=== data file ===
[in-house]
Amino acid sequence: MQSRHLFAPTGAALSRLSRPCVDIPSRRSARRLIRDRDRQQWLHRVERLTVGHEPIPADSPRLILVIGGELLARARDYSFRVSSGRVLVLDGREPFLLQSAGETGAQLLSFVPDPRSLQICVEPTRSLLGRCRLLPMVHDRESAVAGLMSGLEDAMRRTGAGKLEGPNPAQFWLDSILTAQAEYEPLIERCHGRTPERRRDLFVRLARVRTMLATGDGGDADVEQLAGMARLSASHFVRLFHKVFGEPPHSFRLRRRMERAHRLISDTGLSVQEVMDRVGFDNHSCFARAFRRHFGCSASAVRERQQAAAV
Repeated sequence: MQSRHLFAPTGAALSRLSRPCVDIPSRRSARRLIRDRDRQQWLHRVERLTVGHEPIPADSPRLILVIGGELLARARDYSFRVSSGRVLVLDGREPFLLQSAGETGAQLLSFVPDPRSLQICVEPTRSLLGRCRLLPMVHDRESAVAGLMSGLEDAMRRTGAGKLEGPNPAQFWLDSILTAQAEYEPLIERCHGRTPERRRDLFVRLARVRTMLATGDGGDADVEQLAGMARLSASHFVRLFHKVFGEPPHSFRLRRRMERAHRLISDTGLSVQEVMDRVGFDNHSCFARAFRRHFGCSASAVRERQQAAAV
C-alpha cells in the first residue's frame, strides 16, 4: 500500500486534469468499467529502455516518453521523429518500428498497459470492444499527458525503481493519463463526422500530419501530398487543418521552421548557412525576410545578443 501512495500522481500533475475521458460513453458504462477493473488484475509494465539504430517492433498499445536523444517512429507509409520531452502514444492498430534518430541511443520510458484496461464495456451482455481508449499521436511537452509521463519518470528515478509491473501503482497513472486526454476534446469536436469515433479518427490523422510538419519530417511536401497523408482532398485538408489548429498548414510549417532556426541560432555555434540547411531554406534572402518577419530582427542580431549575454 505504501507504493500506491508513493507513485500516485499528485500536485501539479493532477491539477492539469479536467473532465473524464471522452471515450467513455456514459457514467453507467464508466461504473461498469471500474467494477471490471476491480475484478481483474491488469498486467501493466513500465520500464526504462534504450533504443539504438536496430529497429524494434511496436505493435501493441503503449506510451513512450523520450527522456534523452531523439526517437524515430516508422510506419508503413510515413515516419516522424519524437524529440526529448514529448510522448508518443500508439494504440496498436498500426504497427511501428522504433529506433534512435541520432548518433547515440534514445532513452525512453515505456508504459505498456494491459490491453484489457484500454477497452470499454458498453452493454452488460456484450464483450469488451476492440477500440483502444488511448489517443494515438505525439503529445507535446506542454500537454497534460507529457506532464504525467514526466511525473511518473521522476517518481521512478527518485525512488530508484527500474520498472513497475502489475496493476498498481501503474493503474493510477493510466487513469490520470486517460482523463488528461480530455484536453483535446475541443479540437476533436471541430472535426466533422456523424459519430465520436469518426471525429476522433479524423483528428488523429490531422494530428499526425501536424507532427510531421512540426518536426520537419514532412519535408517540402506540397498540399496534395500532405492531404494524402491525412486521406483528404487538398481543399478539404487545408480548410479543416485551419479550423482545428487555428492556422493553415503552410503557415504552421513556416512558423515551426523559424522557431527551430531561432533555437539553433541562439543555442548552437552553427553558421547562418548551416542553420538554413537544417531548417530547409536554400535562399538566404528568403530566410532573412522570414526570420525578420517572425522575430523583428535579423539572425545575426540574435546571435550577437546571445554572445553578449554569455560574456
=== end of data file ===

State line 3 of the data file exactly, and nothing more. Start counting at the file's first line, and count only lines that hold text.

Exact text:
Repeated sequence: MQSRHLFAPTGAALSRLSRPCVDIPSRRSARRLIRDRDRQQWLHRVERLTVGHEPIPADSPRLILVIGGELLARARDYSFRVSSGRVLVLDGREPFLLQSAGETGAQLLSFVPDPRSLQICVEPTRSLLGRCRLLPMVHDRESAVAGLMSGLEDAMRRTGAGKLEGPNPAQFWLDSILTAQAEYEPLIERCHGRTPERRRDLFVRLARVRTMLATGDGGDADVEQLAGMARLSASHFVRLFHKVFGEPPHSFRLRRRMERAHRLISDTGLSVQEVMDRVGFDNHSCFARAFRRHFGCSASAVRERQQAAAV